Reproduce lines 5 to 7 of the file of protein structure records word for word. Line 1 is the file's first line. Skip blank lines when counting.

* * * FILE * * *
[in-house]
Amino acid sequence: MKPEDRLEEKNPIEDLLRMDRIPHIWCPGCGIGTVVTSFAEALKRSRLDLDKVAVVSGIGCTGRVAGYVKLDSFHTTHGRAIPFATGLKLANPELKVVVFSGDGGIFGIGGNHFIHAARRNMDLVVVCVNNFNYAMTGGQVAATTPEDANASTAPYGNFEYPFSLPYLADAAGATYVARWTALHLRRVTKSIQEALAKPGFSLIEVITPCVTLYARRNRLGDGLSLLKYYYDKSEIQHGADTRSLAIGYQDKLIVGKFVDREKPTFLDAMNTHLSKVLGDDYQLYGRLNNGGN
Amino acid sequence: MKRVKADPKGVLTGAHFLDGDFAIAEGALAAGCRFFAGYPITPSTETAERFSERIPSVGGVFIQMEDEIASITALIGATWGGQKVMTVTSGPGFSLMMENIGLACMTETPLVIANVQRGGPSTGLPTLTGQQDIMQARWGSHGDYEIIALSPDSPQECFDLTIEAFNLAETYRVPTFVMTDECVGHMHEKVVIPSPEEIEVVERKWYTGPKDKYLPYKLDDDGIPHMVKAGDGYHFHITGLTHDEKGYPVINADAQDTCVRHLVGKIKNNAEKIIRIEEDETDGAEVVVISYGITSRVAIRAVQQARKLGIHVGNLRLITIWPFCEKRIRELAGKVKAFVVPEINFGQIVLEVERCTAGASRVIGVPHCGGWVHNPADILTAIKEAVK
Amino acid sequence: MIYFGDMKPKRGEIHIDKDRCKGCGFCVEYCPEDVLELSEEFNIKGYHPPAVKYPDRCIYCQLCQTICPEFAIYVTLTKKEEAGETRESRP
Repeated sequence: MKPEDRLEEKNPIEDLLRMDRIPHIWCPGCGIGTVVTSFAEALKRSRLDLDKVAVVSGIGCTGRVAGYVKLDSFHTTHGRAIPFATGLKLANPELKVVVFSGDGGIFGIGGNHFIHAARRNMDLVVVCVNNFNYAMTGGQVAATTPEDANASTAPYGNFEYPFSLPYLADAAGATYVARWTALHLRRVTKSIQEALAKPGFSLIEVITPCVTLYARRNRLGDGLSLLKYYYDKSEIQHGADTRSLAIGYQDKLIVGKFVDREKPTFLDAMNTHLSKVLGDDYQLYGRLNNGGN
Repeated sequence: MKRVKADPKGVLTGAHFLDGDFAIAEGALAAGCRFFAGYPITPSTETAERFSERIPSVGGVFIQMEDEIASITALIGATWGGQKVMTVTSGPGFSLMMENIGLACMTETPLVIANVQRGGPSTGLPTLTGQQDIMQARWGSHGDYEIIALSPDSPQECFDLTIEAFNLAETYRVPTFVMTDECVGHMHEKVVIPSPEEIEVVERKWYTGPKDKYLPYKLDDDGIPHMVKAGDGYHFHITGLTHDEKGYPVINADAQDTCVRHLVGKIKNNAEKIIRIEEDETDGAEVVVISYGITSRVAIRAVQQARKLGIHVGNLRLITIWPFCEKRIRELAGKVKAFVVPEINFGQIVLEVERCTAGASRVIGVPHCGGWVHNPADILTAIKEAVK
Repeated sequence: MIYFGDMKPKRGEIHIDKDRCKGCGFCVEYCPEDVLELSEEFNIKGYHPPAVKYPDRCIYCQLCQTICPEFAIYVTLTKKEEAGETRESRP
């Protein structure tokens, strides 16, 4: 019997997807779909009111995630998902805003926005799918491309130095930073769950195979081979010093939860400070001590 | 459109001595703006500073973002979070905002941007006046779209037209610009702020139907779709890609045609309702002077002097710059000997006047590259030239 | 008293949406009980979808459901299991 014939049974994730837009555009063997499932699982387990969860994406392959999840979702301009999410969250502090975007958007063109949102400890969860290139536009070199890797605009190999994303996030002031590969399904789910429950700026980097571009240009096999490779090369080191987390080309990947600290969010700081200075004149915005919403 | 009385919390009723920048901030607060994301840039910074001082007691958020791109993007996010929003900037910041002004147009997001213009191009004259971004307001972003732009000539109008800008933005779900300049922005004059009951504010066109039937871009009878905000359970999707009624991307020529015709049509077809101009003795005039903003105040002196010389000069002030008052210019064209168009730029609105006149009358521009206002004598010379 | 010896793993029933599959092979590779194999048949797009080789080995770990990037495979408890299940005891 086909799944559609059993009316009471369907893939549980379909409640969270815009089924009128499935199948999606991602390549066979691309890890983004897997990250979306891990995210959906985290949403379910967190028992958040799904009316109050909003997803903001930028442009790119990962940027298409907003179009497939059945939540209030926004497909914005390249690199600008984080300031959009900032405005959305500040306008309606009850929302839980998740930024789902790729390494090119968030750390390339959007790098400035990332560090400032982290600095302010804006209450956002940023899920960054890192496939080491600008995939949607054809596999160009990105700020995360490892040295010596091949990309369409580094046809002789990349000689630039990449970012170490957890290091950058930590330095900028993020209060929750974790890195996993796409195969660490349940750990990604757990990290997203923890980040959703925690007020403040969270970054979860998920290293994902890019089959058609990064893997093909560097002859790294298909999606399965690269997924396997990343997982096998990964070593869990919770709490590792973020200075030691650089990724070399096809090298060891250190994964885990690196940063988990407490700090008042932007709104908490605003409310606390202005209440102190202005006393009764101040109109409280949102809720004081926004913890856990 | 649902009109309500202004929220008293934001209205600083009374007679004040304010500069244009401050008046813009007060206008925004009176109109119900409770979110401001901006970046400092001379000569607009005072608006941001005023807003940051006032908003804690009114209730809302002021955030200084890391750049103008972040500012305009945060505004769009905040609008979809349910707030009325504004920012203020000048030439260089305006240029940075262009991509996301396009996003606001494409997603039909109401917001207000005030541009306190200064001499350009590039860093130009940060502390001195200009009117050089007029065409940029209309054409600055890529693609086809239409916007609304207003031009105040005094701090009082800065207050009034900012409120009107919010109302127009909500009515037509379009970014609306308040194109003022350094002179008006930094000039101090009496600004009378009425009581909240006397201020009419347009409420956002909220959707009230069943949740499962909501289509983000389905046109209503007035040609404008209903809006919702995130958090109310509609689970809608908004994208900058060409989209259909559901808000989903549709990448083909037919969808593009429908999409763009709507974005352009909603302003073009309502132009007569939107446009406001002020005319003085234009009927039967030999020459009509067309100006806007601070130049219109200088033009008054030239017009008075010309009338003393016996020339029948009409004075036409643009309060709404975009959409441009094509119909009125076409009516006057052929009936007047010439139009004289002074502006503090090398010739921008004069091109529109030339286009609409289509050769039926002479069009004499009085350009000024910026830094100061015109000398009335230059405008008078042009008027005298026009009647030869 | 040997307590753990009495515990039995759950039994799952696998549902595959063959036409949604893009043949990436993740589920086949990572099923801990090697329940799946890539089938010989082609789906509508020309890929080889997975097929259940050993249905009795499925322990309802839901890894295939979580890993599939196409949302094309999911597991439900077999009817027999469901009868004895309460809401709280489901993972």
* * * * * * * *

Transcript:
Repeated sequence: MKPEDRLEEKNPIEDLLRMDRIPHIWCPGCGIGTVVTSFAEALKRSRLDLDKVAVVSGIGCTGRVAGYVKLDSFHTTHGRAIPFATGLKLANPELKVVVFSGDGGIFGIGGNHFIHAARRNMDLVVVCVNNFNYAMTGGQVAATTPEDANASTAPYGNFEYPFSLPYLADAAGATYVARWTALHLRRVTKSIQEALAKPGFSLIEVITPCVTLYARRNRLGDGLSLLKYYYDKSEIQHGADTRSLAIGYQDKLIVGKFVDREKPTFLDAMNTHLSKVLGDDYQLYGRLNNGGN
Repeated sequence: MKRVKADPKGVLTGAHFLDGDFAIAEGALAAGCRFFAGYPITPSTETAERFSERIPSVGGVFIQMEDEIASITALIGATWGGQKVMTVTSGPGFSLMMENIGLACMTETPLVIANVQRGGPSTGLPTLTGQQDIMQARWGSHGDYEIIALSPDSPQECFDLTIEAFNLAETYRVPTFVMTDECVGHMHEKVVIPSPEEIEVVERKWYTGPKDKYLPYKLDDDGIPHMVKAGDGYHFHITGLTHDEKGYPVINADAQDTCVRHLVGKIKNNAEKIIRIEEDETDGAEVVVISYGITSRVAIRAVQQARKLGIHVGNLRLITIWPFCEKRIRELAGKVKAFVVPEINFGQIVLEVERCTAGASRVIGVPHCGGWVHNPADILTAIKEAVK
Repeated sequence: MIYFGDMKPKRGEIHIDKDRCKGCGFCVEYCPEDVLELSEEFNIKGYHPPAVKYPDRCIYCQLCQTICPEFAIYVTLTKKEEAGETRESRP